CULTURE MATCHING & Why People Like to Work Alongside People Like Themselves

Commentary by Dr. Whitesel: Kellogg School of Management researcher Lauren A. Rivera found that management teams work best when there is a degree of cultural matching between participants. This implies that though team members come from different ethnicities and cultural backgrounds, once they have forged a team with a similar mission and vision the result in a new team culture, which then affects selection of additional participants.

Churches that want to break down ethnic, racial and cultural barriers must be aware that some cultural matching will be required to help people work more effectively as teams. But, if reconciliation is a church’s goal (and I believe it should be) then cultural matching with emerging team cultures can assist in that process and should be designed to create a “reconciliation culture” in the new team.

Read the article below (and at the link) for more insights upon cultural matching.

Hiring as Cultural Matching: The Case of Elite Professional Service Firms

by Lauren A. Rivera, American Sociological Review, 77(6) 999 –1022, 2012, pp. 999-1022.

This article presents culture as a vehicle of labor market sorting. Providing a case study of hiring in elite professional service firms, I investigate the often suggested but heretofore empirically unexamined hypothesis that cultural similarities between employers and job candidates matter for employers’ hiring decisions. Drawing from 120 interviews with employers as well as participant observation of a hiring committee, I argue that hiring is more than just a process of skills sorting; it is also a process of cultural matching between candidates, evaluators, and firms. Employers sought candidates who were not only competent but also culturally similar to themselves in terms of leisure pursuits, experiences, and self-presentation styles. Concerns about shared culture were highly salient to employers and often outweighed concerns about absolute productivity. I unpack the interpersonal processes through which cultural similarities affected candidate evaluation in elite firms and provide the first empirical demonstration that shared culture—particularly in the form of lifestyle markers—matters for employer hiring. I conclude by discussing the implications for scholarship on culture, inequality, and labor markets.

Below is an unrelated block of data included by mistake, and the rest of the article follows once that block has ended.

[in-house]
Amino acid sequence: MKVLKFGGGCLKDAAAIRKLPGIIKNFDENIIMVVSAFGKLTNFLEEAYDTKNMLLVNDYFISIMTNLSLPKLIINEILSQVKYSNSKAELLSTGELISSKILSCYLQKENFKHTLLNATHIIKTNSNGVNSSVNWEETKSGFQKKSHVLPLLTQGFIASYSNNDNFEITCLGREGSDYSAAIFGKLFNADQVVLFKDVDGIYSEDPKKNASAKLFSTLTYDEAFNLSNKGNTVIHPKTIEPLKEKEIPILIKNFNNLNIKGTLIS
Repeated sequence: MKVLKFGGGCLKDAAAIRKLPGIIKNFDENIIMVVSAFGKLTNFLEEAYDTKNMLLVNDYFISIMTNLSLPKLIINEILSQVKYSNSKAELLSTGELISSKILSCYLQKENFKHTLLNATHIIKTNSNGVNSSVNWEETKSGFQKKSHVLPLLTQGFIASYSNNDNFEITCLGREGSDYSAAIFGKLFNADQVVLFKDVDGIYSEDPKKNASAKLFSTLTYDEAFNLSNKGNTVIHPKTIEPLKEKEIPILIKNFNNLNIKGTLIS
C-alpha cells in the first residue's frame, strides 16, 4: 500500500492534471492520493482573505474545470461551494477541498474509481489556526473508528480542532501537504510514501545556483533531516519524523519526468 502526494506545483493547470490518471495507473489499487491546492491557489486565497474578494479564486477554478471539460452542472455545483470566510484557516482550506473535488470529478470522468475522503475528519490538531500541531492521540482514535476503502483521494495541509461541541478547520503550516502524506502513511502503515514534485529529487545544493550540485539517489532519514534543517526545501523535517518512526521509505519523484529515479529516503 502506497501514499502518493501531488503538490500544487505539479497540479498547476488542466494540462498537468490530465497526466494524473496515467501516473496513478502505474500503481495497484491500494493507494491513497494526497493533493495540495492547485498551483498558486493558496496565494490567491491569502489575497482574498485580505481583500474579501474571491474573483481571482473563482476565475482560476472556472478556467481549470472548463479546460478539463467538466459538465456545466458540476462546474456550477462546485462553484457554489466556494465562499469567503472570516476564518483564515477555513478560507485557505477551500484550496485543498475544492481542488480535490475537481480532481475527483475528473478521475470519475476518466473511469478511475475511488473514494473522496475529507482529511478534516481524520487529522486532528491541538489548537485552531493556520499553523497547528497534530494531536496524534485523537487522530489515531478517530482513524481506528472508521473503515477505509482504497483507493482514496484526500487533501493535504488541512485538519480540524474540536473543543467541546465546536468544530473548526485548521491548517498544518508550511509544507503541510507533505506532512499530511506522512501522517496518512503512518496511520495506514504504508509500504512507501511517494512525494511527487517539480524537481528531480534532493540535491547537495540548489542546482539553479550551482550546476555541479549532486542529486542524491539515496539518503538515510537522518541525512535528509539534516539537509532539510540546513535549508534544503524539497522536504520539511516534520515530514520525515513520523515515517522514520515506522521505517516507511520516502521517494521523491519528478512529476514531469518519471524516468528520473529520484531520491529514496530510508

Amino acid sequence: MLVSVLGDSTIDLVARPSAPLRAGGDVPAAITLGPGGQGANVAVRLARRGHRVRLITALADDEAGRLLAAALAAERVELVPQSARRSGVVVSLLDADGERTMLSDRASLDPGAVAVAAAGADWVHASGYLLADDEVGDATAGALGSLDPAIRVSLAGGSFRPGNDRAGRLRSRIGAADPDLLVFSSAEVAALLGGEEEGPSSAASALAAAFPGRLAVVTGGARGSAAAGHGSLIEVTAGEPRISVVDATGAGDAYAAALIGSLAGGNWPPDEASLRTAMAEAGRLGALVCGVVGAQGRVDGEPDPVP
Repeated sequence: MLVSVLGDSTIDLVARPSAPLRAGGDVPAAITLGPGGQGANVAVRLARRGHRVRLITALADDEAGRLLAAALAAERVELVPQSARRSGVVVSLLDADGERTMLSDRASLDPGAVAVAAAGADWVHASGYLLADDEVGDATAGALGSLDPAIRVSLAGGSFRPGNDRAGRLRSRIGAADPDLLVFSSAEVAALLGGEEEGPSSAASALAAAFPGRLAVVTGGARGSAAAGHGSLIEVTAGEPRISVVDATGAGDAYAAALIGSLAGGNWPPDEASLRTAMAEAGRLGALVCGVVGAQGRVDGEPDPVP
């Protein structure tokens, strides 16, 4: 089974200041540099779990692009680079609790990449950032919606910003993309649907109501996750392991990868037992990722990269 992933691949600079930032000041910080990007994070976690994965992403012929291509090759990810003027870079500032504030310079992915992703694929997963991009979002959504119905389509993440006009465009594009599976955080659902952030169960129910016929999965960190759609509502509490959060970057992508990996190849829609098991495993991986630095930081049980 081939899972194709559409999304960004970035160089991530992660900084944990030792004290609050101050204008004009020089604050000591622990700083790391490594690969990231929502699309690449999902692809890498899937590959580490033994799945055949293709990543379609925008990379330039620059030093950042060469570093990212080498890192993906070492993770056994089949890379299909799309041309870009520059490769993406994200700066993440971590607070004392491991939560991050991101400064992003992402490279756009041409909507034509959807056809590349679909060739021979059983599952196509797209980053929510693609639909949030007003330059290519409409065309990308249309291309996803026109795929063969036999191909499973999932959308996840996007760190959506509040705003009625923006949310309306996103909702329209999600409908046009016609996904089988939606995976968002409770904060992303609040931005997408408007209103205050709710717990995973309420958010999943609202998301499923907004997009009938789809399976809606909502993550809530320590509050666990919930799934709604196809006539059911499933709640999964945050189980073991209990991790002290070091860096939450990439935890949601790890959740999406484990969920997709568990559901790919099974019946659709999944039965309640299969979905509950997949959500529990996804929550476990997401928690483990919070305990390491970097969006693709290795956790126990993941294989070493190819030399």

cultural capital, culture, hiring, homophily, inequality, interpersonal evaluation, labor markets

Read more at …